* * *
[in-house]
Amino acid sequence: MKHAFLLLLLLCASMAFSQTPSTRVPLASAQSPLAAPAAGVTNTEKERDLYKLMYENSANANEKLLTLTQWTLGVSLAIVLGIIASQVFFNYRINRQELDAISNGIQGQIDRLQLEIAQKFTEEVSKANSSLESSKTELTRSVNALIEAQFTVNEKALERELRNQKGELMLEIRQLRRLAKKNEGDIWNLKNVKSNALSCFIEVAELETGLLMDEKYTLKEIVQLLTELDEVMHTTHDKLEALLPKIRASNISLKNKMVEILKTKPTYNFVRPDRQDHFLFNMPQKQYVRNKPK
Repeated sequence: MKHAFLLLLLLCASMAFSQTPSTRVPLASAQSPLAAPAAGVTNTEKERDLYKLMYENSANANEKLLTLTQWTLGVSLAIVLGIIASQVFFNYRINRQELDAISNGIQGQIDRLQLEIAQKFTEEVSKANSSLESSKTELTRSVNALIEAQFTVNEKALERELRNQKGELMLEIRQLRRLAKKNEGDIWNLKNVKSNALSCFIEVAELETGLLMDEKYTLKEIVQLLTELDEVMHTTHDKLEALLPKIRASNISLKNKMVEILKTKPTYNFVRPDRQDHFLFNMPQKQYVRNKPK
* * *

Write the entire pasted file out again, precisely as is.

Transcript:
[in-house]
Amino acid sequence: MKHAFLLLLLLCASMAFSQTPSTRVPLASAQSPLAAPAAGVTNTEKERDLYKLMYENSANANEKLLTLTQWTLGVSLAIVLGIIASQVFFNYRINRQELDAISNGIQGQIDRLQLEIAQKFTEEVSKANSSLESSKTELTRSVNALIEAQFTVNEKALERELRNQKGELMLEIRQLRRLAKKNEGDIWNLKNVKSNALSCFIEVAELETGLLMDEKYTLKEIVQLLTELDEVMHTTHDKLEALLPKIRASNISLKNKMVEILKTKPTYNFVRPDRQDHFLFNMPQKQYVRNKPK
Repeated sequence: MKHAFLLLLLLCASMAFSQTPSTRVPLASAQSPLAAPAAGVTNTEKERDLYKLMYENSANANEKLLTLTQWTLGVSLAIVLGIIASQVFFNYRINRQELDAISNGIQGQIDRLQLEIAQKFTEEVSKANSSLESSKTELTRSVNALIEAQFTVNEKALERELRNQKGELMLEIRQLRRLAKKNEGDIWNLKNVKSNALSCFIEVAELETGLLMDEKYTLKEIVQLLTELDEVMHTTHDKLEALLPKIRASNISLKNKMVEILKTKPTYNFVRPDRQDHFLFNMPQKQYVRNKPK